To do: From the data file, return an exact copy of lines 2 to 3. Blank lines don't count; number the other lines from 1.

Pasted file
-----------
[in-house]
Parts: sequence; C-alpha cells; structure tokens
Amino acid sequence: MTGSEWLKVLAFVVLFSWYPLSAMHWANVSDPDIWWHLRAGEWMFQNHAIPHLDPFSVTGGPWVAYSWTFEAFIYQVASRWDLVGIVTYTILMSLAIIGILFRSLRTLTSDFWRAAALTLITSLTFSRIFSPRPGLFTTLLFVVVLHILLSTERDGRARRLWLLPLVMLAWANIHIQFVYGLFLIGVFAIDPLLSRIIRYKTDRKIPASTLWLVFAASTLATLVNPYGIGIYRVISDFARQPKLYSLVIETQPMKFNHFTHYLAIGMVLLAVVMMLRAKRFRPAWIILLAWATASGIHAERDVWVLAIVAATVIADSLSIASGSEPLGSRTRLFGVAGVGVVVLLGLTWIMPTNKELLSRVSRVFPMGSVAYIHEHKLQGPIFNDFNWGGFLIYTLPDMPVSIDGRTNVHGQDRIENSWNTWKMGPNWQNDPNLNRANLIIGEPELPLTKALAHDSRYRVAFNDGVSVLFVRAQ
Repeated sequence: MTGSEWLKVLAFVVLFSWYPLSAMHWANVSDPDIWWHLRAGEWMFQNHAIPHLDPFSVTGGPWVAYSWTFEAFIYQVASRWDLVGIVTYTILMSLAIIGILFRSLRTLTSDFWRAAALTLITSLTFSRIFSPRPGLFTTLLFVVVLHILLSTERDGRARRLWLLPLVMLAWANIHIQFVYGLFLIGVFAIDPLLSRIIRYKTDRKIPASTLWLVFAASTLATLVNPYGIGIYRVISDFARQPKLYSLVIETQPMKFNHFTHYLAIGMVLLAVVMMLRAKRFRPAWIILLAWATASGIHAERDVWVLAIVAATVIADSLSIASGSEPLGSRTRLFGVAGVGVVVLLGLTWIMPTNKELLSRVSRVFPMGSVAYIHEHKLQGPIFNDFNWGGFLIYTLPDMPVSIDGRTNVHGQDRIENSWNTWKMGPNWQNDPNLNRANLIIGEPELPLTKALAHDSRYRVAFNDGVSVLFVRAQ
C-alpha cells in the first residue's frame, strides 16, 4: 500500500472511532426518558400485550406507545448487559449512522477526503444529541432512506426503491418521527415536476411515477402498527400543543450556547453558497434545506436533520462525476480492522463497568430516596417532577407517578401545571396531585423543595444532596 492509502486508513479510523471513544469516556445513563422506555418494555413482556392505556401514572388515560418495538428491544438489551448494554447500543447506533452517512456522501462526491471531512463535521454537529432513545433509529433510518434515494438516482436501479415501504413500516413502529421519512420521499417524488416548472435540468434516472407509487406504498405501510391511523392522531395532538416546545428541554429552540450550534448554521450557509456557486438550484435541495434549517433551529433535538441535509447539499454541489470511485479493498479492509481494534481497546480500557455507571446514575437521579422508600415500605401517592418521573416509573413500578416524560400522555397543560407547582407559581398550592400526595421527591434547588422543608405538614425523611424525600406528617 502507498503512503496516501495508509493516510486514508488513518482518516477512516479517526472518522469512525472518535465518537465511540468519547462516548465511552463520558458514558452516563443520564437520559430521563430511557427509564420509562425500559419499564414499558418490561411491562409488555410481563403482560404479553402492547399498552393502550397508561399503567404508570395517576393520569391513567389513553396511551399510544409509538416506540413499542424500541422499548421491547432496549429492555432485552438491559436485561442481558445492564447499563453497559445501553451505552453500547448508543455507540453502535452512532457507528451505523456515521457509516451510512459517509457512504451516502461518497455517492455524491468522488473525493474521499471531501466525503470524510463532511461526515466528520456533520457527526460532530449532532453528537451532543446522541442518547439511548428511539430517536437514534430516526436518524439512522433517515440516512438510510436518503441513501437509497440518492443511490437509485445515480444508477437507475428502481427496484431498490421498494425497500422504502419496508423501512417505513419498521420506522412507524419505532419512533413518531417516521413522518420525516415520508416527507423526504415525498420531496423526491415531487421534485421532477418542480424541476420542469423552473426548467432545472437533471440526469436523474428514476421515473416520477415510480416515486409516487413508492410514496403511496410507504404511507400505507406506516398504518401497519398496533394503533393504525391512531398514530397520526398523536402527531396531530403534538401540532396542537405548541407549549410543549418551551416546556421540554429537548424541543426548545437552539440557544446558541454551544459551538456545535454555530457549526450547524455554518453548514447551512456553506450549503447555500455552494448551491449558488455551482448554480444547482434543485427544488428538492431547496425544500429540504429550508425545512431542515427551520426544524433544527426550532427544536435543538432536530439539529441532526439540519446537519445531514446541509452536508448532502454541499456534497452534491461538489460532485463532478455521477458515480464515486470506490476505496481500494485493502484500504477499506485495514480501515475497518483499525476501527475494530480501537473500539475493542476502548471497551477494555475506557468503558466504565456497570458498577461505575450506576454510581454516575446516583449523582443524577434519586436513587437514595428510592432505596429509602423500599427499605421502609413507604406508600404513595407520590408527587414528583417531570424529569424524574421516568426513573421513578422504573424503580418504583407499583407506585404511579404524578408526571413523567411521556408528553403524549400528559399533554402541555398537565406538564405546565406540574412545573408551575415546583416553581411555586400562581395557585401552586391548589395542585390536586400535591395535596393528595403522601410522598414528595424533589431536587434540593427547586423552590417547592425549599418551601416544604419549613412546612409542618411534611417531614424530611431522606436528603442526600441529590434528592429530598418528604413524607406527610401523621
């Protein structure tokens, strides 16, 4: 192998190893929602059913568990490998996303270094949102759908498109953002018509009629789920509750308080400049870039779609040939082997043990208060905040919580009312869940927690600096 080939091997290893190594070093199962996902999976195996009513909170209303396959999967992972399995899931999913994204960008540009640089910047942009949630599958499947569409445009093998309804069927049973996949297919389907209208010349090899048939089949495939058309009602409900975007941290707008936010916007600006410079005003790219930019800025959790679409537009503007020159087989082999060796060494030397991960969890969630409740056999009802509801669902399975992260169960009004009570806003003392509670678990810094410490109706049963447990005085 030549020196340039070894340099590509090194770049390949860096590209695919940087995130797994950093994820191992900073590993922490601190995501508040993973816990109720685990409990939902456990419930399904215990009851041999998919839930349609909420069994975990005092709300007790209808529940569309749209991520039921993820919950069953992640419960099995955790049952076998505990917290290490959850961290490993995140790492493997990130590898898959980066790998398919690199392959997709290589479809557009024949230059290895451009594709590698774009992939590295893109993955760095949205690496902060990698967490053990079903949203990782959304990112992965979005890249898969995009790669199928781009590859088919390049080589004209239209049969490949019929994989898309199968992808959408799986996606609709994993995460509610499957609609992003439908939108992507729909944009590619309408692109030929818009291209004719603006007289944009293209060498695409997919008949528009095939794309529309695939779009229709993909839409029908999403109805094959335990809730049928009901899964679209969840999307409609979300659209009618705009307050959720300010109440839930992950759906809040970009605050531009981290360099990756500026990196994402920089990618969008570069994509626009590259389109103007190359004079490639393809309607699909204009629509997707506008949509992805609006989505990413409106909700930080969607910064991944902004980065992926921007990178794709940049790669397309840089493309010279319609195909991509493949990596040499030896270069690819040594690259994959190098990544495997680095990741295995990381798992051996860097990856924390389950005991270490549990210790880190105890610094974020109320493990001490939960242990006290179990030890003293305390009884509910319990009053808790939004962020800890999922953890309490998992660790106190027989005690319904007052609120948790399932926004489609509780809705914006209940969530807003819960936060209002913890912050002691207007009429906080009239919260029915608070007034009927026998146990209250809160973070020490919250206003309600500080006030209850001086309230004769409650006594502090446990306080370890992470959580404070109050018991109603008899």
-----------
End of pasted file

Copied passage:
Parts: sequence; C-alpha cells; structure tokens
Amino acid sequence: MTGSEWLKVLAFVVLFSWYPLSAMHWANVSDPDIWWHLRAGEWMFQNHAIPHLDPFSVTGGPWVAYSWTFEAFIYQVASRWDLVGIVTYTILMSLAIIGILFRSLRTLTSDFWRAAALTLITSLTFSRIFSPRPGLFTTLLFVVVLHILLSTERDGRARRLWLLPLVMLAWANIHIQFVYGLFLIGVFAIDPLLSRIIRYKTDRKIPASTLWLVFAASTLATLVNPYGIGIYRVISDFARQPKLYSLVIETQPMKFNHFTHYLAIGMVLLAVVMMLRAKRFRPAWIILLAWATASGIHAERDVWVLAIVAATVIADSLSIASGSEPLGSRTRLFGVAGVGVVVLLGLTWIMPTNKELLSRVSRVFPMGSVAYIHEHKLQGPIFNDFNWGGFLIYTLPDMPVSIDGRTNVHGQDRIENSWNTWKMGPNWQNDPNLNRANLIIGEPELPLTKALAHDSRYRVAFNDGVSVLFVRAQ